Tobegin with, George Lucas` 1977 film, "Star Wars," owes mostof its richness in popularity to its audiovisual intervention, whichrarely is found in science fiction and any other genre, which includethe space wars, space ships, alien beings, and planetary ecology."Star Wars" creates a sweeping and well-detailed universebased on the science fiction (Collins 2). The fact that film`sideology is removed from the present day reality and, in turn,reflects on the prized aspect of science fiction resonates throughdistinctively realized the use of look, sound, and behavioralstandards of the two droids, C3Pio and R2D2. The visualized world in"Star Wars" is packed with an imperfect quality andaudiovisual information, for example, the film`s sound effects usedrepresent the complexity of the natural world, rather than thesimpler synthetic sound of the natural world.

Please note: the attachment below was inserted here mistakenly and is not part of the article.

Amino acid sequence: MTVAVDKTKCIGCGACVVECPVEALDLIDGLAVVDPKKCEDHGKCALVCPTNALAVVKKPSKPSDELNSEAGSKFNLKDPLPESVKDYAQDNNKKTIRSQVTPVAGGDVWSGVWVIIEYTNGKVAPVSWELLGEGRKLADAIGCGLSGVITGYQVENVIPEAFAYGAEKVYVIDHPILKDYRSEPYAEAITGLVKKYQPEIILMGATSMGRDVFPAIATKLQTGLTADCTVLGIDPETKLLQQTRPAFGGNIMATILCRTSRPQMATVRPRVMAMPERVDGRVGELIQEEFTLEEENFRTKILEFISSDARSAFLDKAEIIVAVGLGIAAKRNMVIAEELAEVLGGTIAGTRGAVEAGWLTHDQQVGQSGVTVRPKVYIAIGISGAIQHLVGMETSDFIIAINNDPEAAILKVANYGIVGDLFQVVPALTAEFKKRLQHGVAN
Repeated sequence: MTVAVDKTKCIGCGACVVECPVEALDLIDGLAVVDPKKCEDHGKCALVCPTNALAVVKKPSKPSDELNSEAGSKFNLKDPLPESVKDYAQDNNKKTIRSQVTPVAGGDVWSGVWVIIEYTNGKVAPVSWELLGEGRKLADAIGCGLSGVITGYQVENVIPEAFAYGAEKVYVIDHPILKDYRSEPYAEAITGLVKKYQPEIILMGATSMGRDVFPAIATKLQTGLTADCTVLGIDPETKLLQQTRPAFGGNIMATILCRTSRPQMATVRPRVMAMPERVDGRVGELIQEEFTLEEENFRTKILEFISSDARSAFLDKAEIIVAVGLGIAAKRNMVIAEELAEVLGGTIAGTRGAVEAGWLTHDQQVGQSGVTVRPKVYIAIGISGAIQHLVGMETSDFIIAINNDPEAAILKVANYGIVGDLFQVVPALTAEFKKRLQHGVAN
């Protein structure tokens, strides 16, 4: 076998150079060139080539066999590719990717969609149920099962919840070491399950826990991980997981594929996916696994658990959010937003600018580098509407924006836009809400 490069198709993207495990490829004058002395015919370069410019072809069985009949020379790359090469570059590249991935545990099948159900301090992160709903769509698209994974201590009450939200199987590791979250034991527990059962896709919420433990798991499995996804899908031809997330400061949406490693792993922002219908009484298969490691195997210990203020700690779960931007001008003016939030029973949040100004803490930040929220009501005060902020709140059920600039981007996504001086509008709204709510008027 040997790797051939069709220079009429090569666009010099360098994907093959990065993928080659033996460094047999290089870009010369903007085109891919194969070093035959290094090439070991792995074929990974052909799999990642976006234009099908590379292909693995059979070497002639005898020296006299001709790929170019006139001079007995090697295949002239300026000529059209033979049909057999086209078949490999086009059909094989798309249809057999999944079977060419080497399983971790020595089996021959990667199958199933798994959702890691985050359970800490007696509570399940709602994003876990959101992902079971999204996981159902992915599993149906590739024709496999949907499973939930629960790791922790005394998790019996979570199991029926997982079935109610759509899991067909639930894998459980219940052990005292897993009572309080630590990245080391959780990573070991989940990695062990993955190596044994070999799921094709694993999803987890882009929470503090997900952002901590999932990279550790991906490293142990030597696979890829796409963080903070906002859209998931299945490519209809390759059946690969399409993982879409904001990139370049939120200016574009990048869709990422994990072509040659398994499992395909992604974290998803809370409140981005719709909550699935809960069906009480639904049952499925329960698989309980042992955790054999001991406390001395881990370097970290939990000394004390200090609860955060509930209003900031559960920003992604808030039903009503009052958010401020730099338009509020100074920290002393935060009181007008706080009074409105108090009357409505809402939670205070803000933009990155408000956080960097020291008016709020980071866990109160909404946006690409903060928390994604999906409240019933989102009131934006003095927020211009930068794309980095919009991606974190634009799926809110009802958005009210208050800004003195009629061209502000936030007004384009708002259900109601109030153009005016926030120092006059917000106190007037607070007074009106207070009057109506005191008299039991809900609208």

Onthe other hand, Ridley Scott`s 1979 film, "Alien," drawsthe above similarity from the film, "Star Wars." Forexample, the vision in the alternate science fiction film in ScottRidley-directed "Alien," is a development of thecombination of the detailed essence of "world creation" and"mythic storytelling" of the future in George Lucas` "StarWars" (Collins 9). In "Alien," the director takes on asection of the "Star Wars" legacy by creating a hauntingand an intricate portrait of the ancient Nostromo – starship. Thefilm also has a complex Star War buildings project.